This analysis of naval engagements during the War Between the States presents the action from the efforts at Fort Sumter during the secession of South Carolina in 1860, through the battles in the Gulf of Mexico, on the Mississippi River, and along the eastern seaboard, to the final attack at Fort Fisher on the coast of North Carolina in January 1865. This work provides an understanding of the maritime problems facing both sides at the beginning of the war, their efforts to overcome these problems, and their attempts, both triumphant and tragic, to control the waterways of the South. The Union blockade, Confederate privateers and commerce raiders are discussed, as is the famous battle between the Monitor and the Merrimack. An overview of the events in the early months preceding the outbreak of the war is presented. The chronological arrangement of the campaigns allows for ready reference regarding a single event or an entire series of campaigns. Maps and an index are also included.
Wisdom at the Crossroads is an introduction to the life and thought of the gifted Jesuit priest, theologian, author and educator, Michael Paul Gallagher SJ (1939-2015). It follows his journey from the simplicity of an Irish rural childhood to the more complex world he soon encountered. That changing world prompted him to think deeply about the question of faith in our times, the effects of a shifting culture on our perceptions, and the challenge of unbelief and atheism as it manifests itself today. The book illuminates Michael Paul’s rare gift – both in personal conversation and in the written word – of helping people to move from a detached consideration of faith to an awareness of what was deepest in their own hearts, for it was from that hidden layer of wonder that he believed the journey of faith could unfold. Being attuned to the depths in his own heart, he was able to identify the liberating wavelength in the lives of others and in the culture of our time, awakening many people to a vision that healed them into hope.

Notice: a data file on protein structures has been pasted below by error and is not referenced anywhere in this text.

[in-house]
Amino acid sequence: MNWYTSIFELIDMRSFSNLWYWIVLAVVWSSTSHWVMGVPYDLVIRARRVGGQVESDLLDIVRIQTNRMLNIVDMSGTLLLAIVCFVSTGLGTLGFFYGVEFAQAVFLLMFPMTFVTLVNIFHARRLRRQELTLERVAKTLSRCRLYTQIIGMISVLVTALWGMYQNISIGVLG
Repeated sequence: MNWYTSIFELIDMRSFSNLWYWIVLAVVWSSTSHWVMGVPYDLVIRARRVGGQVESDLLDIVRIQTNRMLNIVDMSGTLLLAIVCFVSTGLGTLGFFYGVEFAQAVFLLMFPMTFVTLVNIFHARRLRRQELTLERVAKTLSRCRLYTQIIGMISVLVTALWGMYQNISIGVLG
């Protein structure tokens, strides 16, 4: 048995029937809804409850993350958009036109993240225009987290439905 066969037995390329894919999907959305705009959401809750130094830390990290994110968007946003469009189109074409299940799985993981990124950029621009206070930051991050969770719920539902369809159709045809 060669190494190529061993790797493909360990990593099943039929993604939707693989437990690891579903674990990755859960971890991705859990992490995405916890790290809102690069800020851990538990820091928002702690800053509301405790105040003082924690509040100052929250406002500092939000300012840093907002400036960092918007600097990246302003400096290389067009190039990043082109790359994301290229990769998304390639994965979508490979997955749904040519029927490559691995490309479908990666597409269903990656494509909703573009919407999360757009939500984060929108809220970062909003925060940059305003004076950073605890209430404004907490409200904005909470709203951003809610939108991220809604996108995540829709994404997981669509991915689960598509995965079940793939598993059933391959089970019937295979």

Roads and road tourism loom large in the Australian imagination as distance and mobility have shaped the nation’s history and culture, but roads are more than simply transport routes; they embody multiple layers of history, mythology and symbolism. Drawing on Australian travel writing, diaries and manuscripts, tourism literature, fiction, poetry and feature films, this book explores how Australians have experienced and imagined roads and road touring beyond urban settings: from Aboriginal ‘songlines’ to modern-day road trips. It also tells the stories of iconic roads, including the Birdsville Track, Stuart Highway and Great Ocean Road, and suggests alternative approaches to heritage and tourism interpretation of these important routes. The ongoing impact of the colonial past on Indigenous peoples and contemporary Australian society and culture – including representations of the road and road travel – is explored throughout the book. The volume offers a new way of thinking about roads and road tourism as important strands in a nation’s cultural fabric.